Directed by Tom McCarthy.
Starring Michael Keaton, Mark Ruffalo, Rachel MacAdams, Liev Schreiber, John Slattery and Stanley Tucci. 128 mins.
Hollywood movies are all about the bright side, so although this is about how the Roman Catholic Church systematically covered up pedophile priests, the main thrust of the film is to celebrate the spirit of investigative journalism that exposed it. Spotlight is a newspaper movie, which is one of the rarest genres there is; possibly because beyond All The President's Men, the drop off in quality is really steep.
These days the idea of unimpeachable journalists hunting down stories and being encouraged to expose the corrupt and the powerful seems too much of a fantasy even for Hollywood. McCarthy's film takes us back to 2001 when the Boston Globe had a specialist four-man team of investigative journalists, called Spotlight, so highly valued and generously funded that they could spend a couple of months looking into a story just to see if it was worth researching properly. When a new editor arrives (Schreiber) he sets the Spotlight team on following up on the case of a single pedophile priest and once they start the case just grows and grows.
The film feels like it has been made with the same rigorous journalistic standards. Unlike most Based on a True Story films most of this does seem to be believable. McCarthy keeps everything low key, there's an almost hushed air to it. The script rattles off names and legalese at you, tries to do the minimum of spoon feeding and trusts you to keep up. The plot also slips in a very subtle, and very cunning bit of misdirection.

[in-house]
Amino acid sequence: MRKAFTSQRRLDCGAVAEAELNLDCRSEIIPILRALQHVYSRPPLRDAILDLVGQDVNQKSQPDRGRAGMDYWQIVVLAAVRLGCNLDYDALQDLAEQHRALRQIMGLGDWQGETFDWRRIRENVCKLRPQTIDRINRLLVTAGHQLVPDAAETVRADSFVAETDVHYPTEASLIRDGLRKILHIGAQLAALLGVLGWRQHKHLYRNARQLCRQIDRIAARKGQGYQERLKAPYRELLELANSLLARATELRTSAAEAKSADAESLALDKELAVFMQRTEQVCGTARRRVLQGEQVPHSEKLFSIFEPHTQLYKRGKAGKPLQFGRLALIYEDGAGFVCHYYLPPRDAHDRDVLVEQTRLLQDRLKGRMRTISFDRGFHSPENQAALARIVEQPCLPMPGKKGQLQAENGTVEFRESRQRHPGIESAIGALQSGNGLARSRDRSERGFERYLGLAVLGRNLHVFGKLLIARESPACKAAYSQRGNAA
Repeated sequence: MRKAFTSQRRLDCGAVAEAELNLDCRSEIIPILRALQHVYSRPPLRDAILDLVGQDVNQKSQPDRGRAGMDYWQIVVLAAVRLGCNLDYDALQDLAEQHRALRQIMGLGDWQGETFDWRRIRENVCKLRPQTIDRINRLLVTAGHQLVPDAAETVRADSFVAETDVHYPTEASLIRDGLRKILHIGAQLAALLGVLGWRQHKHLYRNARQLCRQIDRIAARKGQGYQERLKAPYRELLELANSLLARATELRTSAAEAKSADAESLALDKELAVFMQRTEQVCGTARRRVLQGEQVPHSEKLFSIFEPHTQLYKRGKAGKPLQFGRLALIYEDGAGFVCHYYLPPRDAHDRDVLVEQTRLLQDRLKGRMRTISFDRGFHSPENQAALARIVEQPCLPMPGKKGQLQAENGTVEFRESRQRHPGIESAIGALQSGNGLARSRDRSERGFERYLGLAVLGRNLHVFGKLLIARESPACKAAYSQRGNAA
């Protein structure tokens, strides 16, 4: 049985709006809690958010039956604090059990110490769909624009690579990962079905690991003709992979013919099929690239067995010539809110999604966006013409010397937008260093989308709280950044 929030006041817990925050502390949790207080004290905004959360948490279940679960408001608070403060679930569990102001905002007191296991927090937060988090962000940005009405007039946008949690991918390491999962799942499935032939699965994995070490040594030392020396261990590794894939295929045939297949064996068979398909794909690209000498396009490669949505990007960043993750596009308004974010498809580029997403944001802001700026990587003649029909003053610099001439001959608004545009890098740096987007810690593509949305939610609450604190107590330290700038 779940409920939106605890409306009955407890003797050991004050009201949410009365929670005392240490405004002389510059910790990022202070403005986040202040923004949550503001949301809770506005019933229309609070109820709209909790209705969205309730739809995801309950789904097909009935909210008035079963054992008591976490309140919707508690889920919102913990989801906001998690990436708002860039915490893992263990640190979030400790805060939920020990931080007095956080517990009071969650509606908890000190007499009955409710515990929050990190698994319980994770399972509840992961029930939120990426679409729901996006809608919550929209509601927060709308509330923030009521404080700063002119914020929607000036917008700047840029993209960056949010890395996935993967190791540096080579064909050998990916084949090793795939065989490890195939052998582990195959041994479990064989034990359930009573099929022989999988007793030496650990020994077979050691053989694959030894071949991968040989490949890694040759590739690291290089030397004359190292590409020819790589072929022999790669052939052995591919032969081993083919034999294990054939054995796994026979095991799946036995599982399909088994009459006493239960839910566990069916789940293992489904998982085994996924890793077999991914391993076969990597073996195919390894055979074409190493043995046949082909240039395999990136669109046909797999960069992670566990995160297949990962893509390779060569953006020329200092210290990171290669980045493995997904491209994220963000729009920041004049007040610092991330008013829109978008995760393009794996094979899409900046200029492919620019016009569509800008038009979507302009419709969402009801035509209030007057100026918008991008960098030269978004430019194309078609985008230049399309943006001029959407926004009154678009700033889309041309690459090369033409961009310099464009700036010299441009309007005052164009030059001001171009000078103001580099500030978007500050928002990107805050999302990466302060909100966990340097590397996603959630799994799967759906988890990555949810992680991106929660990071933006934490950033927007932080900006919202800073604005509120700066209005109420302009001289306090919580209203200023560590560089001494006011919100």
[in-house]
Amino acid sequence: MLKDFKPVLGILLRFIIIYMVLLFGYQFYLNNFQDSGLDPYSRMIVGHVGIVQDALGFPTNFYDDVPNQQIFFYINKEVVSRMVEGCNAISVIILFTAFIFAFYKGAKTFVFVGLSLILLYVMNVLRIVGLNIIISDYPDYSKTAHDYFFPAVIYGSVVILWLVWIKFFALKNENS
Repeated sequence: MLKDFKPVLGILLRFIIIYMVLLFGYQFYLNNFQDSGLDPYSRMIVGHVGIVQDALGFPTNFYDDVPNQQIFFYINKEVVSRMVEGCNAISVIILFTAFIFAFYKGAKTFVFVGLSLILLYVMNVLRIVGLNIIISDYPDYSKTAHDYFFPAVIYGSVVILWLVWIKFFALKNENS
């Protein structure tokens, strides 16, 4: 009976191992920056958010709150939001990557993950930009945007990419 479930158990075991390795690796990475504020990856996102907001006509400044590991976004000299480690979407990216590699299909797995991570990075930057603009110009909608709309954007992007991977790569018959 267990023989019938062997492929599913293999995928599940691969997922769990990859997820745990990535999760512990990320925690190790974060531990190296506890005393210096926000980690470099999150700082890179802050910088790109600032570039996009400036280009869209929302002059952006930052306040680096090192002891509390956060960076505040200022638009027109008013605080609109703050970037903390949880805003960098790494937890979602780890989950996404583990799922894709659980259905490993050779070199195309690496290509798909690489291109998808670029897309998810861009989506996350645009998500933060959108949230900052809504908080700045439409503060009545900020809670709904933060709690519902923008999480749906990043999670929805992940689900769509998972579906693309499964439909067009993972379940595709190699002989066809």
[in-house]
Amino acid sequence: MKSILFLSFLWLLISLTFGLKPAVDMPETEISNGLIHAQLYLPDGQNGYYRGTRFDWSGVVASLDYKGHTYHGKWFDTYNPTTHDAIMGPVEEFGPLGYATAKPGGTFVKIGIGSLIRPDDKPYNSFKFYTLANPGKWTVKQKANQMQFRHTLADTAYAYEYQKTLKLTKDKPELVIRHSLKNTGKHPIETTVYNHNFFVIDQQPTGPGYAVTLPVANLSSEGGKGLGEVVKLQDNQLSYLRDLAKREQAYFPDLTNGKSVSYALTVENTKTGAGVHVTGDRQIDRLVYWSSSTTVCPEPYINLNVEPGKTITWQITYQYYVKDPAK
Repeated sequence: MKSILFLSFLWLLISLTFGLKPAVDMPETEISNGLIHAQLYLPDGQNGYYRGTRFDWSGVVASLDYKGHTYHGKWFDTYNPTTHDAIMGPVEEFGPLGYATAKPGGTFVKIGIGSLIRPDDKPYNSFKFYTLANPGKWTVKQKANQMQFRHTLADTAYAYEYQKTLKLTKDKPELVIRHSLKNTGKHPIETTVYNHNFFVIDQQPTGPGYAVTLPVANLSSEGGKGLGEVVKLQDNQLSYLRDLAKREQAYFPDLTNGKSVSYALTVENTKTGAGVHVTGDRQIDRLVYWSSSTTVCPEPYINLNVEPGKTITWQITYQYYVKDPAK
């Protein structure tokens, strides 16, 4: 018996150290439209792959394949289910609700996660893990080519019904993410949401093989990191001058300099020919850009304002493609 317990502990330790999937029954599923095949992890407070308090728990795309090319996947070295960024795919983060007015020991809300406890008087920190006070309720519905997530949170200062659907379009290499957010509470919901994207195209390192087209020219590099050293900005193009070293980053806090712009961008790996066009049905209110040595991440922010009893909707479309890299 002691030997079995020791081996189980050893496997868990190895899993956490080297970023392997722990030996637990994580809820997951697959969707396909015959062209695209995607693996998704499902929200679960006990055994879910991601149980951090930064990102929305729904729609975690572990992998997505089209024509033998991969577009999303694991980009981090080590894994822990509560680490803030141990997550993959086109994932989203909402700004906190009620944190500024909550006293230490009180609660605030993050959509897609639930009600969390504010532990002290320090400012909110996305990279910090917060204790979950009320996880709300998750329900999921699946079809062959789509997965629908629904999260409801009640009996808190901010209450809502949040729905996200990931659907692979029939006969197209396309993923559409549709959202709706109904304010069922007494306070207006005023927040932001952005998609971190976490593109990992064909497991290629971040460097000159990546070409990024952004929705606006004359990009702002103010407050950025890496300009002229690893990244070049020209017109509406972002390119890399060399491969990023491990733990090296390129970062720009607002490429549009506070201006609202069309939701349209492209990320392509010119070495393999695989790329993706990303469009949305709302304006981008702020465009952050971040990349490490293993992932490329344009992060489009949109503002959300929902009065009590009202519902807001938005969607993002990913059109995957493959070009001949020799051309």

This is quite a comeback for McCarthy, an actor whose directing career got off to a flying start with The Station Agent and The Visitor but had lost its way: his last film was an Adam Sandler comedy that didn't even get into cinemas. He is known as an actors directors, drawing out career defining performances from Richard Jenkins and Peter Dinklage. Here he has the best cast he's ever had, one of the best casts of any film this year. But journalist roles are tough on actors. All they get to do is answer phones/ take notes/ read/ file/ walk down corridors or across news rooms/ drink coffee. The best performances are the ones that accept the limitations. Liev Schreiber is largely inert playing the new editor but he is probably the best thing in the film. As the most passionate of the Spotlight team Ruffalo seems to spend the whole film with his head cocked to one side and his face mushed up in a Popeye grimace. He wants to give us his performance but it isn't needed. Just stick to the facts.